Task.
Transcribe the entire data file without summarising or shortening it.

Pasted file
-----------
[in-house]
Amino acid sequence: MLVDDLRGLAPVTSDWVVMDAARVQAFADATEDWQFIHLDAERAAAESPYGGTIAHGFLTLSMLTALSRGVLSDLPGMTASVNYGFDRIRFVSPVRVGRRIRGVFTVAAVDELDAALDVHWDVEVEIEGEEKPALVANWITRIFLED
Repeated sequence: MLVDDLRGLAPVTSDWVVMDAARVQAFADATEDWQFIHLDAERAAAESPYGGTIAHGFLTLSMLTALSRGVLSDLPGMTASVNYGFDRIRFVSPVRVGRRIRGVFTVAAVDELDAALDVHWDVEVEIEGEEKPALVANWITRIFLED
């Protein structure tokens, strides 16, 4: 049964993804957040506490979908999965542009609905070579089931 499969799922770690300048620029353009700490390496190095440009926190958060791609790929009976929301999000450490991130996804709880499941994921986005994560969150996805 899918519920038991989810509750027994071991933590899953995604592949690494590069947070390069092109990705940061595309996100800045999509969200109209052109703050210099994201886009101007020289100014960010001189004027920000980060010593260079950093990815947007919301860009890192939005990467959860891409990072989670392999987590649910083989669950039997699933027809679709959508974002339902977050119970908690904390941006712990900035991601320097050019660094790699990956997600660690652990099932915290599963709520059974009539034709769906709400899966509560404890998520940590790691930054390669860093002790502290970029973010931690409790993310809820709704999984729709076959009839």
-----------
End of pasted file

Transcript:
[in-house]
Amino acid sequence: MLVDDLRGLAPVTSDWVVMDAARVQAFADATEDWQFIHLDAERAAAESPYGGTIAHGFLTLSMLTALSRGVLSDLPGMTASVNYGFDRIRFVSPVRVGRRIRGVFTVAAVDELDAALDVHWDVEVEIEGEEKPALVANWITRIFLED
Repeated sequence: MLVDDLRGLAPVTSDWVVMDAARVQAFADATEDWQFIHLDAERAAAESPYGGTIAHGFLTLSMLTALSRGVLSDLPGMTASVNYGFDRIRFVSPVRVGRRIRGVFTVAAVDELDAALDVHWDVEVEIEGEEKPALVANWITRIFLED
């Protein structure tokens, strides 16, 4: 049964993804957040506490979908999965542009609905070579089931 499969799922770690300048620029353009700490390496190095440009926190958060791609790929009976929301999000450490991130996804709880499941994921986005994560969150996805 899918519920038991989810509750027994071991933590899953995604592949690494590069947070390069092109990705940061595309996100800045999509969200109209052109703050210099994201886009101007020289100014960010001189004027920000980060010593260079950093990815947007919301860009890192939005990467959860891409990072989670392999987590649910083989669950039997699933027809679709959508974002339902977050119970908690904390941006712990900035991601320097050019660094790699990956997600660690652990099932915290599963709520059974009539034709769906709400899966509560404890998520940590790691930054390669860093002790502290970029973010931690409790993310809820709704999984729709076959009839």